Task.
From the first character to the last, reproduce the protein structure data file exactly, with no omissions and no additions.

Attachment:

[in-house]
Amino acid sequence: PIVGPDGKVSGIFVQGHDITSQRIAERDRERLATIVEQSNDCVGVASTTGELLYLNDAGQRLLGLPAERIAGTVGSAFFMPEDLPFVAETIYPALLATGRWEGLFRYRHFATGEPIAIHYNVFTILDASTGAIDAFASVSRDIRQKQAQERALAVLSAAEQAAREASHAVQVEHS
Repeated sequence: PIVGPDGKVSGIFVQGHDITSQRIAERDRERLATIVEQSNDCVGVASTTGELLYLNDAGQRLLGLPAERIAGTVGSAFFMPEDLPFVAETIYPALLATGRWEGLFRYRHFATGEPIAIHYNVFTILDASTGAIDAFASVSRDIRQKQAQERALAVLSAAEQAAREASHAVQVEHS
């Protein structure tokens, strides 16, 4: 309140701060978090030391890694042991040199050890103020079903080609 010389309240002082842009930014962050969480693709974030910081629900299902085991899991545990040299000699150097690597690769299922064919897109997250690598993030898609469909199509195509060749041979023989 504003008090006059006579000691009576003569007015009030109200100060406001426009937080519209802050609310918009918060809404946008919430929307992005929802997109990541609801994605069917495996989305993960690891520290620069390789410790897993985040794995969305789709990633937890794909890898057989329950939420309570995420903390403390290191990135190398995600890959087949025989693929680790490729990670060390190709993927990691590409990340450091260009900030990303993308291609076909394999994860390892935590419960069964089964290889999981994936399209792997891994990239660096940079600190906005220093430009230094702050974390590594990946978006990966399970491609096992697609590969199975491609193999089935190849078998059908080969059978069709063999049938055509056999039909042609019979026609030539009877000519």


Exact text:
[in-house]
Amino acid sequence: PIVGPDGKVSGIFVQGHDITSQRIAERDRERLATIVEQSNDCVGVASTTGELLYLNDAGQRLLGLPAERIAGTVGSAFFMPEDLPFVAETIYPALLATGRWEGLFRYRHFATGEPIAIHYNVFTILDASTGAIDAFASVSRDIRQKQAQERALAVLSAAEQAAREASHAVQVEHS
Repeated sequence: PIVGPDGKVSGIFVQGHDITSQRIAERDRERLATIVEQSNDCVGVASTTGELLYLNDAGQRLLGLPAERIAGTVGSAFFMPEDLPFVAETIYPALLATGRWEGLFRYRHFATGEPIAIHYNVFTILDASTGAIDAFASVSRDIRQKQAQERALAVLSAAEQAAREASHAVQVEHS
């Protein structure tokens, strides 16, 4: 309140701060978090030391890694042991040199050890103020079903080609 010389309240002082842009930014962050969480693709974030910081629900299902085991899991545990040299000699150097690597690769299922064919897109997250690598993030898609469909199509195509060749041979023989 504003008090006059006579000691009576003569007015009030109200100060406001426009937080519209802050609310918009918060809404946008919430929307992005929802997109990541609801994605069917495996989305993960690891520290620069390789410790897993985040794995969305789709990633937890794909890898057989329950939420309570995420903390403390290191990135190398995600890959087949025989693929680790490729990670060390190709993927990691590409990340450091260009900030990303993308291609076909394999994860390892935590419960069964089964290889999981994936399209792997891994990239660096940079600190906005220093430009230094702050974390590594990946978006990966399970491609096992697609590969199975491609193999089935190849078998059908080969059978069709063999049938055509056999039909042609019979026609030539009877000519």